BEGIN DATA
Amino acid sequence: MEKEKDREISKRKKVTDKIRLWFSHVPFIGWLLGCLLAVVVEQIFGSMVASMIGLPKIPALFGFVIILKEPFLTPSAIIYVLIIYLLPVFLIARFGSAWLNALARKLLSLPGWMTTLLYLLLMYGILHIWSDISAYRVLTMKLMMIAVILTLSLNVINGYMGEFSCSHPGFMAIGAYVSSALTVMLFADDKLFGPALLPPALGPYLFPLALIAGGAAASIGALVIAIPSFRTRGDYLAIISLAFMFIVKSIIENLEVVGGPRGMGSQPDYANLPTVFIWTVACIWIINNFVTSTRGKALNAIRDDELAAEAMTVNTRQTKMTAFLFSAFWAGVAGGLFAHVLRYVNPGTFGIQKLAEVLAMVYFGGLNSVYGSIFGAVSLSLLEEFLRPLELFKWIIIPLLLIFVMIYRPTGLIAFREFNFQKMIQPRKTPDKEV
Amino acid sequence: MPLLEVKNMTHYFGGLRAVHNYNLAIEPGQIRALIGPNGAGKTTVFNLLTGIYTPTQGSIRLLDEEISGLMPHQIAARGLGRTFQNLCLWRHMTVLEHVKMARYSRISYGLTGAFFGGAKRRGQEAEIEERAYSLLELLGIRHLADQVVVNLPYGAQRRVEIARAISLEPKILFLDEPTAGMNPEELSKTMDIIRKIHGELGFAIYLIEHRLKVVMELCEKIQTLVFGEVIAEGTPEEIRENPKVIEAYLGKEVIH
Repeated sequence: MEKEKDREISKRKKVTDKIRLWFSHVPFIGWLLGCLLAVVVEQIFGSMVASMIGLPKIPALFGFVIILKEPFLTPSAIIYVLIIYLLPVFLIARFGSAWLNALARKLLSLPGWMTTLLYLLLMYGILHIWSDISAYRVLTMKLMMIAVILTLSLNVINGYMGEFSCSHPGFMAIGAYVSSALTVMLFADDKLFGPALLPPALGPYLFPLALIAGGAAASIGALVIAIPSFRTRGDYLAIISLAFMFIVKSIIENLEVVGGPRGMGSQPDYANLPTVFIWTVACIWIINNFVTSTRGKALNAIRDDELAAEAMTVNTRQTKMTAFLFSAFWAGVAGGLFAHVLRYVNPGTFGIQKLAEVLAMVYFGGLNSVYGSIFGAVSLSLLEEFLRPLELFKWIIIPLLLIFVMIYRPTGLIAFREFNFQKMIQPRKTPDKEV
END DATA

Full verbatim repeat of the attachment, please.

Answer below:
Amino acid sequence: MEKEKDREISKRKKVTDKIRLWFSHVPFIGWLLGCLLAVVVEQIFGSMVASMIGLPKIPALFGFVIILKEPFLTPSAIIYVLIIYLLPVFLIARFGSAWLNALARKLLSLPGWMTTLLYLLLMYGILHIWSDISAYRVLTMKLMMIAVILTLSLNVINGYMGEFSCSHPGFMAIGAYVSSALTVMLFADDKLFGPALLPPALGPYLFPLALIAGGAAASIGALVIAIPSFRTRGDYLAIISLAFMFIVKSIIENLEVVGGPRGMGSQPDYANLPTVFIWTVACIWIINNFVTSTRGKALNAIRDDELAAEAMTVNTRQTKMTAFLFSAFWAGVAGGLFAHVLRYVNPGTFGIQKLAEVLAMVYFGGLNSVYGSIFGAVSLSLLEEFLRPLELFKWIIIPLLLIFVMIYRPTGLIAFREFNFQKMIQPRKTPDKEV
Amino acid sequence: MPLLEVKNMTHYFGGLRAVHNYNLAIEPGQIRALIGPNGAGKTTVFNLLTGIYTPTQGSIRLLDEEISGLMPHQIAARGLGRTFQNLCLWRHMTVLEHVKMARYSRISYGLTGAFFGGAKRRGQEAEIEERAYSLLELLGIRHLADQVVVNLPYGAQRRVEIARAISLEPKILFLDEPTAGMNPEELSKTMDIIRKIHGELGFAIYLIEHRLKVVMELCEKIQTLVFGEVIAEGTPEEIRENPKVIEAYLGKEVIH
Repeated sequence: MEKEKDREISKRKKVTDKIRLWFSHVPFIGWLLGCLLAVVVEQIFGSMVASMIGLPKIPALFGFVIILKEPFLTPSAIIYVLIIYLLPVFLIARFGSAWLNALARKLLSLPGWMTTLLYLLLMYGILHIWSDISAYRVLTMKLMMIAVILTLSLNVINGYMGEFSCSHPGFMAIGAYVSSALTVMLFADDKLFGPALLPPALGPYLFPLALIAGGAAASIGALVIAIPSFRTRGDYLAIISLAFMFIVKSIIENLEVVGGPRGMGSQPDYANLPTVFIWTVACIWIINNFVTSTRGKALNAIRDDELAAEAMTVNTRQTKMTAFLFSAFWAGVAGGLFAHVLRYVNPGTFGIQKLAEVLAMVYFGGLNSVYGSIFGAVSLSLLEEFLRPLELFKWIIIPLLLIFVMIYRPTGLIAFREFNFQKMIQPRKTPDKEV